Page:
MacGillivray’s Warbler (Geothlypis tolmiei)  1

Northern Parula (Setophaga americana)  1

Yellow Warbler (Setophaga petechia)  9

Western Tanager (Piranga ludoviciana) 1

View this checklist online at

Golden Ponds, April 9, 2022–with Jamie Simo

Golden Ponds in Longmont, Colorado is an amazing place in the spring and the weather on Saturday April 9th was perfect for a bird walk. From the fishing pier at the pond closest to the parking lot, we were treated to great views of American White Pelican and Double-crested Cormorant (so-named for the 2 feather plumes adults sport in breeding season).

As we continued along parallel to the railroad track, amongst the symphony of singing birds we were able to pick out the call of the Say’s Phoebe, one of our most visible and colorful flycatchers and another spring migrant. After a moment, the bird happily obliged us by landing in plain view on a power line and was followed by its likely mate, which settled down near it.

Nesting Great Blue Herons. Photo by Mark Evenson.

One of the highlights of the trip was the view of the beginnings of a new heronry in the trees along St. Vrain Creek. Great Blue Herons, our largest heron, are colonial nesters that build their stick nests high in the tree canopy. While the heronry at Golden Ponds is still small at 2 visible nests, heronries can include dozens or even hundreds of nests.

Not only the herons, but other species were also clearly nesting or getting ready to nest. We came upon a Cooper’s Hawk along the river that sat and posed for us for quite awhile. Cooper’s Hawks have nested regularly along St. Vrain Creek in that same stretch and, while we didn’t see any hawks in it, we did sight a nest made mostly of sticks (as opposed to leaves like a squirrel nest) that could’ve been its nest for the season.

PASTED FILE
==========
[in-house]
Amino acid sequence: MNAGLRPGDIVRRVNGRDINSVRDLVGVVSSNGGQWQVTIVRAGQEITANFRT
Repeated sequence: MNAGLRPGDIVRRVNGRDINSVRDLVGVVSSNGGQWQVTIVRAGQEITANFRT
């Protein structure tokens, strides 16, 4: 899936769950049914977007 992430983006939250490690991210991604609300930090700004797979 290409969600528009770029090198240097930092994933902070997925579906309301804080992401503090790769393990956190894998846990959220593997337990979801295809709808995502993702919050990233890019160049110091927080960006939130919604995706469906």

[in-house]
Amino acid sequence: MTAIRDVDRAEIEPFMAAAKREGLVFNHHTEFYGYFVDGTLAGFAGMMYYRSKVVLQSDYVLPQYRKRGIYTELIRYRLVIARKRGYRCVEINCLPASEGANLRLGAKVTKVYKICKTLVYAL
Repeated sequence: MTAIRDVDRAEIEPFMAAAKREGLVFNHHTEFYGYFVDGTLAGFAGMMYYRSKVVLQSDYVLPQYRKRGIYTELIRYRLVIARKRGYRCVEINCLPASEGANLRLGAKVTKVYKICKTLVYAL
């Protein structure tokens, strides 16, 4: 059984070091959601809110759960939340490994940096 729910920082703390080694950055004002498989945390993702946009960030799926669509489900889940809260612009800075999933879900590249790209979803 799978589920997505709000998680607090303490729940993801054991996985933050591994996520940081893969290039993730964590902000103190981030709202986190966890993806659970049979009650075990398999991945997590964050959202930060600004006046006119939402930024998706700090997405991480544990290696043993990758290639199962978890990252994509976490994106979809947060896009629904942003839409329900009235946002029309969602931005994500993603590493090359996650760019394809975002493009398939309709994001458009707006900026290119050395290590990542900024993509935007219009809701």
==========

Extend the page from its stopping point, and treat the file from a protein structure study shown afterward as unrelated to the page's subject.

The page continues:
The climax of the trip was definitely the nesting Great Horned Owl who had at least 2 owlets. Great Horned Owls are one of the earliest nesting species due to needing to be ready to hunt by the time other species have their babies. Young owls will stay near their parents until about October when the adults are ready again to court and breed again.

Great Horned Owl with owlet. Photo by Chris Friedman.

In all, we saw or heard 33 species, a great start to my favorite season!

Golden Ponds Park and Nature Area
Apr 09, 2022

27 Canada Goose
100 Northern Shoveler
4 Gadwall
14 Mallard
7 Ring-necked Duck
1 Bufflehead
2 Eurasian Collared-Dove
8 Double-crested Cormorant
2 American White Pelican
6 Great Blue Heron
3 Turkey Vulture
2 Osprey
1 Cooper’s Hawk
1 Bald Eagle
1 Red-tailed Hawk
1 Great Horned Owl — At least two babies
3 Downy Woodpecker
5 Northern Flicker
2 Say’s Phoebe
8 Blue Jay
2 American Crow
5 Black-capped Chickadee
1 Tree Swallow
4 White-breasted Nuthatch
11 European Starling
7 American Robin
6 House Sparrow
11 House Finch
7 American Goldfinch
2 White-crowned Sparrow
6 Song Sparrow
22 Red-winged Blackbird
9 Common Grackle

Sandstone Ranch, February 12th–with Aron Smolley

Heavy snowfall on Friday evening made for an interesting bird walk on Saturday morning at Sandstone Ranch. The weather was sunny, clear and still, although very chilly, and the birds were active and busy. Starting down the hill from the parking lot, we were graced with the spectacle of hundreds if not thousands of Canada geese flying overhead in the warm morning glow. Their collective honking was so loud we were shouting over them!

As we made our way past the sandstone cliffs, white-crowned sparrows and dark-eyed juncos flitted between the low shrubs. The first bird we stopped for was a female hairy woodpecker, busily foraging up the side of a snag, completely oblivious to our group watching her. Everyone was able to get good views through the spotting scope, and it led to an excellent conversation about the differences between hairy and downy woodpeckers, and bird identification in general.